Adam (Craig Chester) first meets Steve (Malcolm Gets) when the two have a disastrous one-night-stand. Adam is an awkward teenage goth whilst Steve is a club dancer; already you can hear the alarm bells ringing. During their first encounter an incident happens that ensures they never see each other again. For those that haven’t seen the movie we won’t give away the rather jaw-dropping incident that puts a quick end to Adam and Steve’s relationship as teenagers, but we will say it’s pretty hilarious (and gross). Don’t do drugs kids.
Fast forward to years later and Adam unknowingly reacquaints with Steve after stabbing his dog in the eye by accident. Steve is the doctor that treats the dog but neither of the men realise they’ve met each other before. At the same time Adam’s long-time friend Rhonda (Parker Posey) starts dating Steve’s straight room-mate Michael (Chris Kattan). Will any of them realise that Adam and Steve know each other from years ago or will the relationships continue without a hitch. What do you think??
Adam and Steve explores second chances in gay relationships whilst lamenting on the free-spirited and carefree attitude of teenagers. At the time they meet it’s a big deal for Adam whilst it’s a casual one-night-stand for Steve. When the years roll forward Adam hasn’t moved on an awful lot from where he was as a teenager whilst Steve’s life has changed quite drastically. What doesn’t disappear with time though is embarrassment and Steve can’t let go of the circumstances that he and Adam first met. Many years after the event, he’s still mortified and desperate to prevent Adam from realising who he is.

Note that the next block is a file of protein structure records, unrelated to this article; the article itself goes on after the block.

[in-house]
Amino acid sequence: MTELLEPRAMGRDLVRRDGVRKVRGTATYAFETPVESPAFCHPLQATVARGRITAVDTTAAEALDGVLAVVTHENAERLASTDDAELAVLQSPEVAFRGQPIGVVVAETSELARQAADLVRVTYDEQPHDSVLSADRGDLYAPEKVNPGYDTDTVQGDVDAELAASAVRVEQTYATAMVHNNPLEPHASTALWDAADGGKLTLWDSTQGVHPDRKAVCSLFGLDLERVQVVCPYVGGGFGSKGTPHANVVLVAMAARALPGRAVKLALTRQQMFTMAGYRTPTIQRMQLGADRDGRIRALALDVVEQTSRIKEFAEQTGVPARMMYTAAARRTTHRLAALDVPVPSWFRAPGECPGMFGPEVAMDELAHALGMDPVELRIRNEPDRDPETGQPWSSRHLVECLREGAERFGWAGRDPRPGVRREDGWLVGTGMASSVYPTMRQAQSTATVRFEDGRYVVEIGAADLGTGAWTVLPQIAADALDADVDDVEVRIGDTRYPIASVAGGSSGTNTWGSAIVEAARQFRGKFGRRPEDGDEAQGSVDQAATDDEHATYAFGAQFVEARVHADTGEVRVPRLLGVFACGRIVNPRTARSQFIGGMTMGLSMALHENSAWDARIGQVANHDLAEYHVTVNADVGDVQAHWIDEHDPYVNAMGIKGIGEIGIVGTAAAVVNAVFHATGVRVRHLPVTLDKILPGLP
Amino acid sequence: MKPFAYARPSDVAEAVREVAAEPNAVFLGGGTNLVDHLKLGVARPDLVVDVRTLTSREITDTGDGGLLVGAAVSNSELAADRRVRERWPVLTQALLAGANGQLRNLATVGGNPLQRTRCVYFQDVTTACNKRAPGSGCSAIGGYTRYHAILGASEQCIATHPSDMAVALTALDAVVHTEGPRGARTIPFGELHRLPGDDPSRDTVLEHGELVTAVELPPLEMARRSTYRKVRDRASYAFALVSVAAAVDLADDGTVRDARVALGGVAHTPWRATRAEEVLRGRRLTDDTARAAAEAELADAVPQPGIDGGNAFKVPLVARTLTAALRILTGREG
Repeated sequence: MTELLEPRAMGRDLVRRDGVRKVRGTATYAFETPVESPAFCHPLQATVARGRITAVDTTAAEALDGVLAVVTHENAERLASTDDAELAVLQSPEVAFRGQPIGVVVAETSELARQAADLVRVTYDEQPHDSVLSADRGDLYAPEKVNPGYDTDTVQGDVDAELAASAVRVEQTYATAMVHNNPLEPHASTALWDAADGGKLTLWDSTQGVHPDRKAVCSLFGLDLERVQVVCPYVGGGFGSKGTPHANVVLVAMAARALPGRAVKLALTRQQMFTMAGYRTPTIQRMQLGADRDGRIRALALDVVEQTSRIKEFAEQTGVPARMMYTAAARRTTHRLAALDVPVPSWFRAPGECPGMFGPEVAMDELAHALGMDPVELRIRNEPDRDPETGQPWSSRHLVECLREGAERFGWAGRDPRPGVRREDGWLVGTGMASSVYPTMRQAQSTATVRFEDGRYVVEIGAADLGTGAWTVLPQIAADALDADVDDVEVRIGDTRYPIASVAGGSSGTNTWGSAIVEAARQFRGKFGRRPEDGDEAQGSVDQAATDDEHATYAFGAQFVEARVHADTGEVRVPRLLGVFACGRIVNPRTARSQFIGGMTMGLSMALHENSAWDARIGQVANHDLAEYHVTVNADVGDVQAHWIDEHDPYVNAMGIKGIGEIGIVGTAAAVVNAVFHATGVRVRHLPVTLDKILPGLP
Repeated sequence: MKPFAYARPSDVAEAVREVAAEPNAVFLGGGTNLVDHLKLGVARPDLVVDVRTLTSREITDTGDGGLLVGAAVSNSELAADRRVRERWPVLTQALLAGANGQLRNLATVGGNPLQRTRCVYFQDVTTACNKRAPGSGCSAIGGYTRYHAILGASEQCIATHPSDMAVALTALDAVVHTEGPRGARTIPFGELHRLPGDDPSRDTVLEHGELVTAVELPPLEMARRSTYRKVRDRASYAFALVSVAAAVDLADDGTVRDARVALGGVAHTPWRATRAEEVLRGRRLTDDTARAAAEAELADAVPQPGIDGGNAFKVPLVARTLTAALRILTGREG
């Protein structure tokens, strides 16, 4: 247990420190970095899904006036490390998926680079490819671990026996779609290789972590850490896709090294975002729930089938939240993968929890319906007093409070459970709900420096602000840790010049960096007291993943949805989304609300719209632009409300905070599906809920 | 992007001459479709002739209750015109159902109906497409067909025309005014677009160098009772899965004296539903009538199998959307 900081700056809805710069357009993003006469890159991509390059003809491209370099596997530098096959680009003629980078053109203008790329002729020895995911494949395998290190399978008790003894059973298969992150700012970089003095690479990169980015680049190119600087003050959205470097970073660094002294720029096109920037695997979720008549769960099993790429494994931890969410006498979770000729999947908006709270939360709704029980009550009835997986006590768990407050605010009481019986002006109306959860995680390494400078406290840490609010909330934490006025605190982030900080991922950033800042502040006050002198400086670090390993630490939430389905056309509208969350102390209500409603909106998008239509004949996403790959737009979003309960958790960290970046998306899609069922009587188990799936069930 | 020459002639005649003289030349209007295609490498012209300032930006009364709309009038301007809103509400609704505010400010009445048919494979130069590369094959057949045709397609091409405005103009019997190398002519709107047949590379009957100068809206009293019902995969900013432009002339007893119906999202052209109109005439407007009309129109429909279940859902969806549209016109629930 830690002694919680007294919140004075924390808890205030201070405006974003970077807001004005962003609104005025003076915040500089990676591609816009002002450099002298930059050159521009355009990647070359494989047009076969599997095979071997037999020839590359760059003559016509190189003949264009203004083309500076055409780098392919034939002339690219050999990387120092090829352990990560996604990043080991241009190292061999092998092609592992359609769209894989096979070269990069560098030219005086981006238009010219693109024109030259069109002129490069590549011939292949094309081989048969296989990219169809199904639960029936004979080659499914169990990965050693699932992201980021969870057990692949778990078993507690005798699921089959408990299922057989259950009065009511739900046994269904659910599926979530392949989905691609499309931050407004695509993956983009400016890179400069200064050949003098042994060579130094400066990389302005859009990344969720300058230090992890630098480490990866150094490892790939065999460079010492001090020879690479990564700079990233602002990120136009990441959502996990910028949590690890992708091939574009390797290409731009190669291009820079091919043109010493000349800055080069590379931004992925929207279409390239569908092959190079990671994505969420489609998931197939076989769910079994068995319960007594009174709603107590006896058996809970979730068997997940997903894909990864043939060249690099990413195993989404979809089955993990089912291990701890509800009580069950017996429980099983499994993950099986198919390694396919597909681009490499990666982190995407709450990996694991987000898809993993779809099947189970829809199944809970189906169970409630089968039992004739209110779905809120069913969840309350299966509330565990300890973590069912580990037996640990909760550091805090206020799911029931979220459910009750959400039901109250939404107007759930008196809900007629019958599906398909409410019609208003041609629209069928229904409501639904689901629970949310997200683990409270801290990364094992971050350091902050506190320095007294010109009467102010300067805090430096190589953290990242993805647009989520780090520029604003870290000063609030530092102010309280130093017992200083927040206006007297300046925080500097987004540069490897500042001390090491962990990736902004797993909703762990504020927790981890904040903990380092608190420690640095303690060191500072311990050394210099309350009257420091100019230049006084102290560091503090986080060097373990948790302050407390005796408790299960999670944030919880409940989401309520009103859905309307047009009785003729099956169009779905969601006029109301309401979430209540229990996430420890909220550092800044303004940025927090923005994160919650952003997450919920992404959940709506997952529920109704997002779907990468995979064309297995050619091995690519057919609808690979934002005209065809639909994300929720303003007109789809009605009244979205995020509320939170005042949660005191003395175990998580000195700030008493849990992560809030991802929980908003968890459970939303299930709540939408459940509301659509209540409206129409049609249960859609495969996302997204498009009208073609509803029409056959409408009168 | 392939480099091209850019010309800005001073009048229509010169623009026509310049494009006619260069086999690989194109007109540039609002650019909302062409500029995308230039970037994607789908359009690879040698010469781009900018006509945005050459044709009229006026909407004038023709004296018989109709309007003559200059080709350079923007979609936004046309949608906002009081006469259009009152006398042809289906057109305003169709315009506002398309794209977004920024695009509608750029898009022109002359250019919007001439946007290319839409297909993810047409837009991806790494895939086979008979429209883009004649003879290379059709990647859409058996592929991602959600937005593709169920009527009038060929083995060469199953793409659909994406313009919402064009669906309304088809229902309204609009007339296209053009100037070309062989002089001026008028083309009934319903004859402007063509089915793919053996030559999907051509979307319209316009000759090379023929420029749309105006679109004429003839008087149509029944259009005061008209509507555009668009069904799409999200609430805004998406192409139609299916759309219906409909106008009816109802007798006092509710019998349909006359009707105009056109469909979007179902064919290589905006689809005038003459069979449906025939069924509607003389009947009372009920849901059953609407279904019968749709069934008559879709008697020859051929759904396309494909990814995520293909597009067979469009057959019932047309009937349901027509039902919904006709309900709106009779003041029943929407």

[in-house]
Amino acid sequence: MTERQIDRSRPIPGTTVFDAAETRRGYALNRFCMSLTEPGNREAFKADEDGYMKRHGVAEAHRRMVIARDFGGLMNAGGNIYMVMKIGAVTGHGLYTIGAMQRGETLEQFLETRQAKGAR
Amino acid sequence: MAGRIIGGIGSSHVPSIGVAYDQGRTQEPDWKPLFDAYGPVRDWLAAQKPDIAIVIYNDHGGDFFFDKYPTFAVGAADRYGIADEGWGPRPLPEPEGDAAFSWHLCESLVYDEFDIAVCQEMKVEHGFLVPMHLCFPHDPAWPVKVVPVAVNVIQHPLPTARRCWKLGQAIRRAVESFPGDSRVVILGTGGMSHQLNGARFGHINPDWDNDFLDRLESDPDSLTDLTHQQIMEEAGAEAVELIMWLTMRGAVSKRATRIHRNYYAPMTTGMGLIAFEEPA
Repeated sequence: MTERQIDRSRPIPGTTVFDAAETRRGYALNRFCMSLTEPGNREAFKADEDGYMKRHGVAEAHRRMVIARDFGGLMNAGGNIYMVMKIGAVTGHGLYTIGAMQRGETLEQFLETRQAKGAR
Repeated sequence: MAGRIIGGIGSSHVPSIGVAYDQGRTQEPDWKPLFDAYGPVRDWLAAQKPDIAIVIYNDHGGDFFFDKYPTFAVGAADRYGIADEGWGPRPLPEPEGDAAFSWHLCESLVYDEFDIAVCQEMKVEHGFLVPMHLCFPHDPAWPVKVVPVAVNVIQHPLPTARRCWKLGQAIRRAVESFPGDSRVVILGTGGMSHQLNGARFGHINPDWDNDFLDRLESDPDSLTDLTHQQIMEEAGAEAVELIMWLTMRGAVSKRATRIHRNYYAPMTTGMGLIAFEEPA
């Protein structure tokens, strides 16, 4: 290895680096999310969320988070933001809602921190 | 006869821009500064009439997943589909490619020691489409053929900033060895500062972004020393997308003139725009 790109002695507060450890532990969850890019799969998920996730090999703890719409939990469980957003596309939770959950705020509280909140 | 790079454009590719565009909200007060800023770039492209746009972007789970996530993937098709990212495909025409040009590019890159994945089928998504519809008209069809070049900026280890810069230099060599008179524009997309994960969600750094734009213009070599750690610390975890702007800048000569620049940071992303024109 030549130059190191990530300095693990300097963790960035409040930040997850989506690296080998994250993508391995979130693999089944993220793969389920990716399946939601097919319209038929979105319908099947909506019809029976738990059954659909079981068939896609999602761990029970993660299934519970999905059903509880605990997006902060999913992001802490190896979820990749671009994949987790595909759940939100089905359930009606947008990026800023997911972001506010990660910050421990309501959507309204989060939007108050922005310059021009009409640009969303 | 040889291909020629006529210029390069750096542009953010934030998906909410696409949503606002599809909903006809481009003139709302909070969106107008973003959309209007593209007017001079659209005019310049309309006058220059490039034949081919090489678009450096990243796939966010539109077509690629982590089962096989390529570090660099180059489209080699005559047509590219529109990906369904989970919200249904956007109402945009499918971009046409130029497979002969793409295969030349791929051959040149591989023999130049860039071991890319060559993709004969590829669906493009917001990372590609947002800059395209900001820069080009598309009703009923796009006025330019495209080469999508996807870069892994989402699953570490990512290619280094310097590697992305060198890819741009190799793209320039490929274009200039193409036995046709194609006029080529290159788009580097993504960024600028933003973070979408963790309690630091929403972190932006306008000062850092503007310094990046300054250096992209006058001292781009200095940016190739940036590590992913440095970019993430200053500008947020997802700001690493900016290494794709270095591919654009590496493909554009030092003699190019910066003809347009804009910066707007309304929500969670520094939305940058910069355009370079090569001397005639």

Craig Chester and Malcolm Gets make a great on-screen duo. From the film’s opening scenes through to the climax, the pair spark off one another and that’s one of the things we love about the movie. The tongue-in-cheek approach to the story may not be to everyone’s taste but if you want some light comedy then you’ll love this movie. Honestly audiences will love this movie regardless of sexuality and gender; the themes are universal and you can see that gay relationships aren’t all that different to straight ones. Who hasn’t had an embarrassing situation with a potential lover that they wish never happened?
If you’re looking for a movie that is a little light relief from the heavier side of gay cinema then Adam and Steve will certainly do the trick. If you’re prepared to forgive a few stereotypes and clichés then you’ll likely really enjoy it. If nothing else Parker Posey is a joy as Adam’s wayward friend Rhonda and it’s a great chance to see her in an early role before she became an international star.
Adam and Steve is available now on DVD through TLA Releasing.